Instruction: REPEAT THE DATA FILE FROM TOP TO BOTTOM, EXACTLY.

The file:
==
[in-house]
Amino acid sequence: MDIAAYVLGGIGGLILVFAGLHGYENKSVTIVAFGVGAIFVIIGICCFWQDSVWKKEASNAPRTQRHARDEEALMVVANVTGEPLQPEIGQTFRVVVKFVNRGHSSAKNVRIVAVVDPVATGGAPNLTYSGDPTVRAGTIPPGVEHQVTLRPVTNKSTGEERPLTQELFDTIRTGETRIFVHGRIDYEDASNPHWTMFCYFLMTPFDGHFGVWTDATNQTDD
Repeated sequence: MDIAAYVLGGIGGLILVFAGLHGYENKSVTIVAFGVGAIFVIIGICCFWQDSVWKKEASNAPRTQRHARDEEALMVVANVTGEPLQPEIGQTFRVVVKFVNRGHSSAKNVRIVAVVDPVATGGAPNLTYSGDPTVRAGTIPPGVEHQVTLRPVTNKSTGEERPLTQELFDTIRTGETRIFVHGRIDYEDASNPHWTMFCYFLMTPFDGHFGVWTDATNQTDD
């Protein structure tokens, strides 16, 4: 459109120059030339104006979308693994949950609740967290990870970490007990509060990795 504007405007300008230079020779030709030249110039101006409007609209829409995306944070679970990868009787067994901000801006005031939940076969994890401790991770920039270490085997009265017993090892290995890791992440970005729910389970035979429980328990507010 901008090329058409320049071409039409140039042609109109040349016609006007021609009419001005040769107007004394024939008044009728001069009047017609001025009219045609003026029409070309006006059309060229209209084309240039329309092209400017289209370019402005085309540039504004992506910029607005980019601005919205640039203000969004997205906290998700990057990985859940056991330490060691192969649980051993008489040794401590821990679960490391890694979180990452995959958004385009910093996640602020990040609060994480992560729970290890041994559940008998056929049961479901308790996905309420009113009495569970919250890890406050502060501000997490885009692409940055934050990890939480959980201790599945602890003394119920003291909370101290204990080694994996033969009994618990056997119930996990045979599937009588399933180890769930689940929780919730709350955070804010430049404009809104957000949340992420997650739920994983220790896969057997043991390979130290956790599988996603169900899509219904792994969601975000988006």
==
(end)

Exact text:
[in-house]
Amino acid sequence: MDIAAYVLGGIGGLILVFAGLHGYENKSVTIVAFGVGAIFVIIGICCFWQDSVWKKEASNAPRTQRHARDEEALMVVANVTGEPLQPEIGQTFRVVVKFVNRGHSSAKNVRIVAVVDPVATGGAPNLTYSGDPTVRAGTIPPGVEHQVTLRPVTNKSTGEERPLTQELFDTIRTGETRIFVHGRIDYEDASNPHWTMFCYFLMTPFDGHFGVWTDATNQTDD
Repeated sequence: MDIAAYVLGGIGGLILVFAGLHGYENKSVTIVAFGVGAIFVIIGICCFWQDSVWKKEASNAPRTQRHARDEEALMVVANVTGEPLQPEIGQTFRVVVKFVNRGHSSAKNVRIVAVVDPVATGGAPNLTYSGDPTVRAGTIPPGVEHQVTLRPVTNKSTGEERPLTQELFDTIRTGETRIFVHGRIDYEDASNPHWTMFCYFLMTPFDGHFGVWTDATNQTDD
């Protein structure tokens, strides 16, 4: 459109120059030339104006979308693994949950609740967290990870970490007990509060990795 504007405007300008230079020779030709030249110039101006409007609209829409995306944070679970990868009787067994901000801006005031939940076969994890401790991770920039270490085997009265017993090892290995890791992440970005729910389970035979429980328990507010 901008090329058409320049071409039409140039042609109109040349016609006007021609009419001005040769107007004394024939008044009728001069009047017609001025009219045609003026029409070309006006059309060229209209084309240039329309092209400017289209370019402005085309540039504004992506910029607005980019601005919205640039203000969004997205906290998700990057990985859940056991330490060691192969649980051993008489040794401590821990679960490391890694979180990452995959958004385009910093996640602020990040609060994480992560729970290890041994559940008998056929049961479901308790996905309420009113009495569970919250890890406050502060501000997490885009692409940055934050990890939480959980201790599945602890003394119920003291909370101290204990080694994996033969009994618990056997119930996990045979599937009588399933180890769930689940929780919730709350955070804010430049404009809104957000949340992420997650739920994983220790896969057997043991390979130290956790599988996603169900899509219904792994969601975000988006």